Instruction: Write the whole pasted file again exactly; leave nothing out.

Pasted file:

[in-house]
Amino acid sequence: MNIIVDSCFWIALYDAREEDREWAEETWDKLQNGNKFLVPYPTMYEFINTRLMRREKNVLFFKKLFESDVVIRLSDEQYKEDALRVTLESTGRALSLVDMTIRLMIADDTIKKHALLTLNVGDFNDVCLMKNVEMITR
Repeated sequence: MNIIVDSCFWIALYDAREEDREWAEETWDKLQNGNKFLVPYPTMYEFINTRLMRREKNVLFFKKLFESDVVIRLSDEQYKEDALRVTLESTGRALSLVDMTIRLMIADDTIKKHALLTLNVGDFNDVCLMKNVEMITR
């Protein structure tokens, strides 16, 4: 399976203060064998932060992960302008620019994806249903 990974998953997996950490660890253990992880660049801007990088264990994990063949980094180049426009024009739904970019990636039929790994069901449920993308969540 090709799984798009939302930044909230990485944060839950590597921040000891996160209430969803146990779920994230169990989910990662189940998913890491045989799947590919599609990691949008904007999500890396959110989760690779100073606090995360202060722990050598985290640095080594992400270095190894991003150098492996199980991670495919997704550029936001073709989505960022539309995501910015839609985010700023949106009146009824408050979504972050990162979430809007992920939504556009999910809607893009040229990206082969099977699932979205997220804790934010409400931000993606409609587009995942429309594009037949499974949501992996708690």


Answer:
[in-house]
Amino acid sequence: MNIIVDSCFWIALYDAREEDREWAEETWDKLQNGNKFLVPYPTMYEFINTRLMRREKNVLFFKKLFESDVVIRLSDEQYKEDALRVTLESTGRALSLVDMTIRLMIADDTIKKHALLTLNVGDFNDVCLMKNVEMITR
Repeated sequence: MNIIVDSCFWIALYDAREEDREWAEETWDKLQNGNKFLVPYPTMYEFINTRLMRREKNVLFFKKLFESDVVIRLSDEQYKEDALRVTLESTGRALSLVDMTIRLMIADDTIKKHALLTLNVGDFNDVCLMKNVEMITR
């Protein structure tokens, strides 16, 4: 399976203060064998932060992960302008620019994806249903 990974998953997996950490660890253990992880660049801007990088264990994990063949980094180049426009024009739904970019990636039929790994069901449920993308969540 090709799984798009939302930044909230990485944060839950590597921040000891996160209430969803146990779920994230169990989910990662189940998913890491045989799947590919599609990691949008904007999500890396959110989760690779100073606090995360202060722990050598985290640095080594992400270095190894991003150098492996199980991670495919997704550029936001073709989505960022539309995501910015839609985010700023949106009146009824408050979504972050990162979430809007992920939504556009999910809607893009040229990206082969099977699932979205997220804790934010409400931000993606409609587009995942429309594009037949499974949501992996708690």